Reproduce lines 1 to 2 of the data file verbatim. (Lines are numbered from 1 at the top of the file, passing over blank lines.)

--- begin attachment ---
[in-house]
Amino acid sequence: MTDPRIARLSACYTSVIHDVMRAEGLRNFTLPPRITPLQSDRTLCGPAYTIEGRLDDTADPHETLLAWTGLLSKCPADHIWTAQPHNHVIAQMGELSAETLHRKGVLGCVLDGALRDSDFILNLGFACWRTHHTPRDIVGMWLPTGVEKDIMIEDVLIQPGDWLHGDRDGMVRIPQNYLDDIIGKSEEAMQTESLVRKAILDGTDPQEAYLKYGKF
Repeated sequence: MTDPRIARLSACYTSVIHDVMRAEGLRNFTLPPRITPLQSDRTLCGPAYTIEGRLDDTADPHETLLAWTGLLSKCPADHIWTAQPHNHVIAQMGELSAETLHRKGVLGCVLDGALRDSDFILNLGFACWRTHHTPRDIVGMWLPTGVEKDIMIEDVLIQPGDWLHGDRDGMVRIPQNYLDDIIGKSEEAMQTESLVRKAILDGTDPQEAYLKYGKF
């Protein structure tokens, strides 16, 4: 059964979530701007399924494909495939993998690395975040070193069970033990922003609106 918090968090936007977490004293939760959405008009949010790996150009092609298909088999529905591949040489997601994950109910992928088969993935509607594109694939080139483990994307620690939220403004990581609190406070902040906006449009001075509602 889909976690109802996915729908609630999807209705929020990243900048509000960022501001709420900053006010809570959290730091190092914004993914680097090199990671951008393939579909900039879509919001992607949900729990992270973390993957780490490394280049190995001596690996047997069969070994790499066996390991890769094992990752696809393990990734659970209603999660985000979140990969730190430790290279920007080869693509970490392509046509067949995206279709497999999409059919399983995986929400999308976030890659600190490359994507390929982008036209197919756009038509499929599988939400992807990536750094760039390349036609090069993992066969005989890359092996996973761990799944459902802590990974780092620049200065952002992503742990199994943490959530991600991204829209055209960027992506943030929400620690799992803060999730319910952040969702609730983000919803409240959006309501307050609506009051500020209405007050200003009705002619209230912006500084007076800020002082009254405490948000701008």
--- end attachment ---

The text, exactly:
[in-house]
Amino acid sequence: MTDPRIARLSACYTSVIHDVMRAEGLRNFTLPPRITPLQSDRTLCGPAYTIEGRLDDTADPHETLLAWTGLLSKCPADHIWTAQPHNHVIAQMGELSAETLHRKGVLGCVLDGALRDSDFILNLGFACWRTHHTPRDIVGMWLPTGVEKDIMIEDVLIQPGDWLHGDRDGMVRIPQNYLDDIIGKSEEAMQTESLVRKAILDGTDPQEAYLKYGKF